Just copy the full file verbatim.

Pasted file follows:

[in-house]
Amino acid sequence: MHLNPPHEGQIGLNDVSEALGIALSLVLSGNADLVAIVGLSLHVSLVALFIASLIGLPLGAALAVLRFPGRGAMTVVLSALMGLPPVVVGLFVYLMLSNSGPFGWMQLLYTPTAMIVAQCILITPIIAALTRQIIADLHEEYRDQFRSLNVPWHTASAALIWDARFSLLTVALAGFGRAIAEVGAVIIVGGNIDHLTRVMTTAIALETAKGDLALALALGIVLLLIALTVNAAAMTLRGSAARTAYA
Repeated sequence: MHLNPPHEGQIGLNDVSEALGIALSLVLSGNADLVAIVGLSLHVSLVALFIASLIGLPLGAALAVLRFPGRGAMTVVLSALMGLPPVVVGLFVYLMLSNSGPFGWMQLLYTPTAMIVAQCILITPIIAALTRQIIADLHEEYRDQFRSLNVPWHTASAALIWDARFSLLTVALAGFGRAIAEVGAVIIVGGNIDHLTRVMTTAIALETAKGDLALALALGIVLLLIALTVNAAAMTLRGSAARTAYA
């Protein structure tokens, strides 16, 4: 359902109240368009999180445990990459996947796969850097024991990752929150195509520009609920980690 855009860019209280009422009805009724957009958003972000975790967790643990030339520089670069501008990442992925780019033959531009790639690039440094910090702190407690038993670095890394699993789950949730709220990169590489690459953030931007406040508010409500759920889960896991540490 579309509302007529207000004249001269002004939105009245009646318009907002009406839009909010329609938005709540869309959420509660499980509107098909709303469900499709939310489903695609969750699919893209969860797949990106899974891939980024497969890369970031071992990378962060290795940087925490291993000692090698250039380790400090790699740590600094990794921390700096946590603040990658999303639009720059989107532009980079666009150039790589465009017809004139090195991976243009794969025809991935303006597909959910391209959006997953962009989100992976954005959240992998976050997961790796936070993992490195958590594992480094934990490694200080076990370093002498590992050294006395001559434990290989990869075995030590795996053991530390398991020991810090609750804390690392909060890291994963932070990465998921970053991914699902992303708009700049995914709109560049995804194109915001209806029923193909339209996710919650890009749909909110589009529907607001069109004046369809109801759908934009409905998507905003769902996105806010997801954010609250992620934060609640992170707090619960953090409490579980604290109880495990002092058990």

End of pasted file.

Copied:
[in-house]
Amino acid sequence: MHLNPPHEGQIGLNDVSEALGIALSLVLSGNADLVAIVGLSLHVSLVALFIASLIGLPLGAALAVLRFPGRGAMTVVLSALMGLPPVVVGLFVYLMLSNSGPFGWMQLLYTPTAMIVAQCILITPIIAALTRQIIADLHEEYRDQFRSLNVPWHTASAALIWDARFSLLTVALAGFGRAIAEVGAVIIVGGNIDHLTRVMTTAIALETAKGDLALALALGIVLLLIALTVNAAAMTLRGSAARTAYA
Repeated sequence: MHLNPPHEGQIGLNDVSEALGIALSLVLSGNADLVAIVGLSLHVSLVALFIASLIGLPLGAALAVLRFPGRGAMTVVLSALMGLPPVVVGLFVYLMLSNSGPFGWMQLLYTPTAMIVAQCILITPIIAALTRQIIADLHEEYRDQFRSLNVPWHTASAALIWDARFSLLTVALAGFGRAIAEVGAVIIVGGNIDHLTRVMTTAIALETAKGDLALALALGIVLLLIALTVNAAAMTLRGSAARTAYA
């Protein structure tokens, strides 16, 4: 359902109240368009999180445990990459996947796969850097024991990752929150195509520009609920980690 855009860019209280009422009805009724957009958003972000975790967790643990030339520089670069501008990442992925780019033959531009790639690039440094910090702190407690038993670095890394699993789950949730709220990169590489690459953030931007406040508010409500759920889960896991540490 579309509302007529207000004249001269002004939105009245009646318009907002009406839009909010329609938005709540869309959420509660499980509107098909709303469900499709939310489903695609969750699919893209969860797949990106899974891939980024497969890369970031071992990378962060290795940087925490291993000692090698250039380790400090790699740590600094990794921390700096946590603040990658999303639009720059989107532009980079666009150039790589465009017809004139090195991976243009794969025809991935303006597909959910391209959006997953962009989100992976954005959240992998976050997961790796936070993992490195958590594992480094934990490694200080076990370093002498590992050294006395001559434990290989990869075995030590795996053991530390398991020991810090609750804390690392909060890291994963932070990465998921970053991914699902992303708009700049995914709109560049995804194109915001209806029923193909339209996710919650890009749909909110589009529907607001069109004046369809109801759908934009409905998507905003769902996105806010997801954010609250992620934060609640992170707090619960953090409490579980604290109880495990002092058990």